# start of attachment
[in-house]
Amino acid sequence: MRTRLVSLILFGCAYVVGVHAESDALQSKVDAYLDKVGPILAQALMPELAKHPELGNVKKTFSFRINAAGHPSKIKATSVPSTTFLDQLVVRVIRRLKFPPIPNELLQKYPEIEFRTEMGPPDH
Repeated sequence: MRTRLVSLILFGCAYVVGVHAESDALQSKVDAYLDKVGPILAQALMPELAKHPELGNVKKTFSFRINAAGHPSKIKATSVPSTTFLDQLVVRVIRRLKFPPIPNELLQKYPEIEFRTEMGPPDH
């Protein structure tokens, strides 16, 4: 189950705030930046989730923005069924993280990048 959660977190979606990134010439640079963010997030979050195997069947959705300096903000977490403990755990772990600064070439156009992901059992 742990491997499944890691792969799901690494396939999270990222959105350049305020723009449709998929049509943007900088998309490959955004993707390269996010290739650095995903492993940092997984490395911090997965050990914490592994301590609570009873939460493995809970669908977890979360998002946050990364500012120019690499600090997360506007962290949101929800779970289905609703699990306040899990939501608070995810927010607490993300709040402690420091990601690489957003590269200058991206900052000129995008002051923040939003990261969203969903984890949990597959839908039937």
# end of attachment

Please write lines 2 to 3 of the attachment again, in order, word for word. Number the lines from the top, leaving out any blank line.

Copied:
Amino acid sequence: MRTRLVSLILFGCAYVVGVHAESDALQSKVDAYLDKVGPILAQALMPELAKHPELGNVKKTFSFRINAAGHPSKIKATSVPSTTFLDQLVVRVIRRLKFPPIPNELLQKYPEIEFRTEMGPPDH
Repeated sequence: MRTRLVSLILFGCAYVVGVHAESDALQSKVDAYLDKVGPILAQALMPELAKHPELGNVKKTFSFRINAAGHPSKIKATSVPSTTFLDQLVVRVIRRLKFPPIPNELLQKYPEIEFRTEMGPPDH